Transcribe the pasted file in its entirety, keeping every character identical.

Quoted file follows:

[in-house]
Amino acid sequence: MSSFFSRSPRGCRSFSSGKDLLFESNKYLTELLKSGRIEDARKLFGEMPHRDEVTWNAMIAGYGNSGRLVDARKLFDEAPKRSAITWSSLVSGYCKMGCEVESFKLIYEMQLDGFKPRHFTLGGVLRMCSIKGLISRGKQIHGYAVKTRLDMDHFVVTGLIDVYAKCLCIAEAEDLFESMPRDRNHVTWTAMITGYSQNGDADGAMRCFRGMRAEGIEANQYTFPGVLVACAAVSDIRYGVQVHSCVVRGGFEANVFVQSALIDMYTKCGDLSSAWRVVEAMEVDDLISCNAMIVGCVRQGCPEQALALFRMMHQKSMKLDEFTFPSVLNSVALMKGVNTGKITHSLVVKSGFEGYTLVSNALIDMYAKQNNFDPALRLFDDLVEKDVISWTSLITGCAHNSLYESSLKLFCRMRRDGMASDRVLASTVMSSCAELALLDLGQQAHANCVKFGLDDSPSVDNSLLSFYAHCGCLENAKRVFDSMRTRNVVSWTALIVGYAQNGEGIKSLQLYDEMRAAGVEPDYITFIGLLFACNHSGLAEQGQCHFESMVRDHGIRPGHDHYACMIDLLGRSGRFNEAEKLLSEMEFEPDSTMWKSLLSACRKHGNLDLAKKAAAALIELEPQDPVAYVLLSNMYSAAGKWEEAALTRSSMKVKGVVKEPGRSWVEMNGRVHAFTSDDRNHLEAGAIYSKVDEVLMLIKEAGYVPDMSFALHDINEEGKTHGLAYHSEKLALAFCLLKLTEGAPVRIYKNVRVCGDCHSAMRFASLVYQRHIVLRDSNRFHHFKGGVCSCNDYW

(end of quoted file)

[in-house]
Amino acid sequence: MSSFFSRSPRGCRSFSSGKDLLFESNKYLTELLKSGRIEDARKLFGEMPHRDEVTWNAMIAGYGNSGRLVDARKLFDEAPKRSAITWSSLVSGYCKMGCEVESFKLIYEMQLDGFKPRHFTLGGVLRMCSIKGLISRGKQIHGYAVKTRLDMDHFVVTGLIDVYAKCLCIAEAEDLFESMPRDRNHVTWTAMITGYSQNGDADGAMRCFRGMRAEGIEANQYTFPGVLVACAAVSDIRYGVQVHSCVVRGGFEANVFVQSALIDMYTKCGDLSSAWRVVEAMEVDDLISCNAMIVGCVRQGCPEQALALFRMMHQKSMKLDEFTFPSVLNSVALMKGVNTGKITHSLVVKSGFEGYTLVSNALIDMYAKQNNFDPALRLFDDLVEKDVISWTSLITGCAHNSLYESSLKLFCRMRRDGMASDRVLASTVMSSCAELALLDLGQQAHANCVKFGLDDSPSVDNSLLSFYAHCGCLENAKRVFDSMRTRNVVSWTALIVGYAQNGEGIKSLQLYDEMRAAGVEPDYITFIGLLFACNHSGLAEQGQCHFESMVRDHGIRPGHDHYACMIDLLGRSGRFNEAEKLLSEMEFEPDSTMWKSLLSACRKHGNLDLAKKAAAALIELEPQDPVAYVLLSNMYSAAGKWEEAALTRSSMKVKGVVKEPGRSWVEMNGRVHAFTSDDRNHLEAGAIYSKVDEVLMLIKEAGYVPDMSFALHDINEEGKTHGLAYHSEKLALAFCLLKLTEGAPVRIYKNVRVCGDCHSAMRFASLVYQRHIVLRDSNRFHHFKGGVCSCNDYW